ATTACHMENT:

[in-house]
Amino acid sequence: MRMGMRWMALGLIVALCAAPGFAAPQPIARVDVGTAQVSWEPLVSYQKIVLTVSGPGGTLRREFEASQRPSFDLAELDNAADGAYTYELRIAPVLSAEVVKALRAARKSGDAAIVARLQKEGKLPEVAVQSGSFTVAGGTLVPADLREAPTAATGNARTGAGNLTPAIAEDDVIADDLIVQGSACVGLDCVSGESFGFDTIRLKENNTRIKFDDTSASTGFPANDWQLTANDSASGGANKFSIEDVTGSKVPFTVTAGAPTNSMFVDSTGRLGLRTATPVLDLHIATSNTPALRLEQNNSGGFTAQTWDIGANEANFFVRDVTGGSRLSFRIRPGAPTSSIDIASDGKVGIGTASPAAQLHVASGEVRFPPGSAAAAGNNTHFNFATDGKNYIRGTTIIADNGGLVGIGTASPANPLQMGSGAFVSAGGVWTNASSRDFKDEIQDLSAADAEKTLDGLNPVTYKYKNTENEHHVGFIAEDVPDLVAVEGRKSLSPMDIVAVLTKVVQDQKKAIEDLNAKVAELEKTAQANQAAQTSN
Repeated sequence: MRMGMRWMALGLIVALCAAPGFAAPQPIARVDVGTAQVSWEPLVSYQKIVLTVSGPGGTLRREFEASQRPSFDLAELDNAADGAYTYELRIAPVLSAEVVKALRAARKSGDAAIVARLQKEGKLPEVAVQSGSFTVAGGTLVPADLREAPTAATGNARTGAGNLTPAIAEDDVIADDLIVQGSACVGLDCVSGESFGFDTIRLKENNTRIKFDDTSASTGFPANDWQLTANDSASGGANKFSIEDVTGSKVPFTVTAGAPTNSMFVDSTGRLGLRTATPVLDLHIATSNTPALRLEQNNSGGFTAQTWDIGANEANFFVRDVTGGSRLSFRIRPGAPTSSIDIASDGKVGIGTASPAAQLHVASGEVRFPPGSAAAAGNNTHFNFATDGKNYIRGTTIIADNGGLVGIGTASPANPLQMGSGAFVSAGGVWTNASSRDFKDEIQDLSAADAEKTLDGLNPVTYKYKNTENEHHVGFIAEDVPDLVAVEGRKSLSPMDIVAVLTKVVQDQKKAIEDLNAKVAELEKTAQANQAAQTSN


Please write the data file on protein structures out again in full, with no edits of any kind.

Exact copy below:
[in-house]
Amino acid sequence: MRMGMRWMALGLIVALCAAPGFAAPQPIARVDVGTAQVSWEPLVSYQKIVLTVSGPGGTLRREFEASQRPSFDLAELDNAADGAYTYELRIAPVLSAEVVKALRAARKSGDAAIVARLQKEGKLPEVAVQSGSFTVAGGTLVPADLREAPTAATGNARTGAGNLTPAIAEDDVIADDLIVQGSACVGLDCVSGESFGFDTIRLKENNTRIKFDDTSASTGFPANDWQLTANDSASGGANKFSIEDVTGSKVPFTVTAGAPTNSMFVDSTGRLGLRTATPVLDLHIATSNTPALRLEQNNSGGFTAQTWDIGANEANFFVRDVTGGSRLSFRIRPGAPTSSIDIASDGKVGIGTASPAAQLHVASGEVRFPPGSAAAAGNNTHFNFATDGKNYIRGTTIIADNGGLVGIGTASPANPLQMGSGAFVSAGGVWTNASSRDFKDEIQDLSAADAEKTLDGLNPVTYKYKNTENEHHVGFIAEDVPDLVAVEGRKSLSPMDIVAVLTKVVQDQKKAIEDLNAKVAELEKTAQANQAAQTSN
Repeated sequence: MRMGMRWMALGLIVALCAAPGFAAPQPIARVDVGTAQVSWEPLVSYQKIVLTVSGPGGTLRREFEASQRPSFDLAELDNAADGAYTYELRIAPVLSAEVVKALRAARKSGDAAIVARLQKEGKLPEVAVQSGSFTVAGGTLVPADLREAPTAATGNARTGAGNLTPAIAEDDVIADDLIVQGSACVGLDCVSGESFGFDTIRLKENNTRIKFDDTSASTGFPANDWQLTANDSASGGANKFSIEDVTGSKVPFTVTAGAPTNSMFVDSTGRLGLRTATPVLDLHIATSNTPALRLEQNNSGGFTAQTWDIGANEANFFVRDVTGGSRLSFRIRPGAPTSSIDIASDGKVGIGTASPAAQLHVASGEVRFPPGSAAAAGNNTHFNFATDGKNYIRGTTIIADNGGLVGIGTASPANPLQMGSGAFVSAGGVWTNASSRDFKDEIQDLSAADAEKTLDGLNPVTYKYKNTENEHHVGFIAEDVPDLVAVEGRKSLSPMDIVAVLTKVVQDQKKAIEDLNAKVAELEKTAQANQAAQTSN